While the shop already had security cameras installed before being approached by SAFE-16 staff, Gehalo says they added additional cameras that are aimed at the street. Odyssey Jewelers and Pawn now has 14 cameras that they can monitor on video screens and hand held devices such as I-Phones. Gehalo, who grew up in the neighborhood on Elton Avenue, has watched the neighborhood change over the years and can site a number of murders and armed robberies that have occurred in the immediate neighborhood where she has worked for the past 13 years.
Gehalo says her partner, Jack Butchart, moved his business from W. 115 and Clifton after a robbery at that location about 15 years ago. The building that Odyssey Jewelers and Pawn is housed in is a former Cleveland Trust Bank building. It has a large bank vault where safety deposit boxes were locked, and Butchart installed bulletproof glass in the customer service area. Gehalo says since moving to Madison Avenue the business has not been robbed.
Tim Bozak, who with his wife Sandy owns North Coast Auto Repair and North Coast Rent A Wreck at W. 102nd and Madison, says this past year has been the worst year in the past 40 years in terms of the amount of vandalism his business has experienced. He says he incurred over $10,000 in damages. He sited several examples of vandalism, and thieves taking the catalectic converters from his vehicles parked in a lot on Madison Avenue. Bozak who also keeps an eye on the former Dickey Grabler Company across the street from his businesses, says scrap metal theives have gutted the inside of that building. Bozak is very pleased with the new security program and has installed seven cameras on his business.
Vince Valentino of Cleveland Lumber at 94th and Madison says his business already had security cameras, but after talking with the staff at SAFE-16, he installed security cameras on another building he owns on the street which houses an appliance store. Cleveland Lumber has eight cameras and a video screen that customers can view while at the counter. Valentino points out that the video changes every time a camera detects motion. When a car goes down Madison, the video from the camera facing the street appears on the screen. Valentino says he keeps video from each camera for about two weeks. He notes police officers have asked to view video on a number of occasions.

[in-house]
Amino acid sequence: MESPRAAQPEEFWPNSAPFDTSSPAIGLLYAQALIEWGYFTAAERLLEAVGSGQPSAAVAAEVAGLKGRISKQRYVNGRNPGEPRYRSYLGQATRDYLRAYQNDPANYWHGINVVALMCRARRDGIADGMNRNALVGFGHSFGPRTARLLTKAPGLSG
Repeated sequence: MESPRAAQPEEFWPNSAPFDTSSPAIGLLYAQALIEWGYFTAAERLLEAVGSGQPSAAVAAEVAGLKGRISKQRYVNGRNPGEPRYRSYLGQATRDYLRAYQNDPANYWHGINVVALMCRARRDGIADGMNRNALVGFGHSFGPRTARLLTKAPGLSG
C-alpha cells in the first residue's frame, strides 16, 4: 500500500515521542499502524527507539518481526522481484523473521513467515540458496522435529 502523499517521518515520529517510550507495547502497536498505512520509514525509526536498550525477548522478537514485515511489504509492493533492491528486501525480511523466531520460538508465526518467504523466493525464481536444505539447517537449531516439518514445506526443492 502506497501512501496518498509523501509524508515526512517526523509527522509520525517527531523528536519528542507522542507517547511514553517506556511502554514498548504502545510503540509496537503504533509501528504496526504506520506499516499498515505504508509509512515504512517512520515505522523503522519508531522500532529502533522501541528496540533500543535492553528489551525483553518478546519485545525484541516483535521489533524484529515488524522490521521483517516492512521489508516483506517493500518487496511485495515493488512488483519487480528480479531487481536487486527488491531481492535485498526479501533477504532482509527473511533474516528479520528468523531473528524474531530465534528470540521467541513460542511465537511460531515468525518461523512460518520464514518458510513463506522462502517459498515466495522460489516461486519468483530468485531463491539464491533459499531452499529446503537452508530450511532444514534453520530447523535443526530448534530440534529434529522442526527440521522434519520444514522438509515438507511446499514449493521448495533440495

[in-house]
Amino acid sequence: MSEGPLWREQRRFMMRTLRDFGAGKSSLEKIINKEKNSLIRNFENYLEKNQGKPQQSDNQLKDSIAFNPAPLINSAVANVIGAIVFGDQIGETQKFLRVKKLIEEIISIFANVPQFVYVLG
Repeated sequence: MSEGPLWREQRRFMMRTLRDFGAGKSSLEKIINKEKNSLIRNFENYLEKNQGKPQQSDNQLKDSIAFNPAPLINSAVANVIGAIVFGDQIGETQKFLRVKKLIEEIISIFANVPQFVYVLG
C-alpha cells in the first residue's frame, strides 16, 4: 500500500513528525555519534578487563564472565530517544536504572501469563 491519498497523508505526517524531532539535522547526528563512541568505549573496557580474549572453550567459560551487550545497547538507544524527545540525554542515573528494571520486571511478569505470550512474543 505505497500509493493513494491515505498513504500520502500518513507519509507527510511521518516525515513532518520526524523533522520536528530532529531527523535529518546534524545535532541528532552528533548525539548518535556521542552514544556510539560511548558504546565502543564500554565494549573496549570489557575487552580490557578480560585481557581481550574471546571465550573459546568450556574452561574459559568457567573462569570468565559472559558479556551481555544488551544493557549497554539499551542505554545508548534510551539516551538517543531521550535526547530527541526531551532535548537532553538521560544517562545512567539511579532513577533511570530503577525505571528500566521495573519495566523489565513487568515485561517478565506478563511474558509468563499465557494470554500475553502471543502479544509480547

Paramjit Singh, who owns the building that houses the Express Food Market at W. 102nd and Madison and the apartment building and storefronts next door, has thirty cameras on the two buildings which he can monitor from his hand held Droid. Alla Hamidah, who runs the Express Food Market, is glad to see the collaboration of the merchants in putting security cameras on the street. “It helps to have somebody on your side,” he said.
Claude Nakhle the owner of 89 Madison Deli, says while he already had cameras, the SAFE-16 team helped him to better position the cameras to focus on the street. Nakhle, who lost a good friend and employee in an armed robbery at the store in 2002, recommends that the Madison Avenue Merchants Association also look into getting nighttime security patrols on the street to help merchants that work late at night. “Day time is not as scary as the night time. Daytime people are in and out. At night, we maybe get a customer every half hour or so.”
Some individuals who traverse Madison on a regular basis also approve of the cameras. Matthew Timm who has delivered mail in the area for ten years says because he knows the cameras are there he “feels better.”
Bob Pappin, a plumber who often works in the neighborhood said of the cameras, “you need more of these around here.” He noted he has an increasing number of jobs replacing pipes stolen from hot water tanks and furnaces. He said, when tenants move out of houses, thieves steal the copper before landlords can rent the house out again.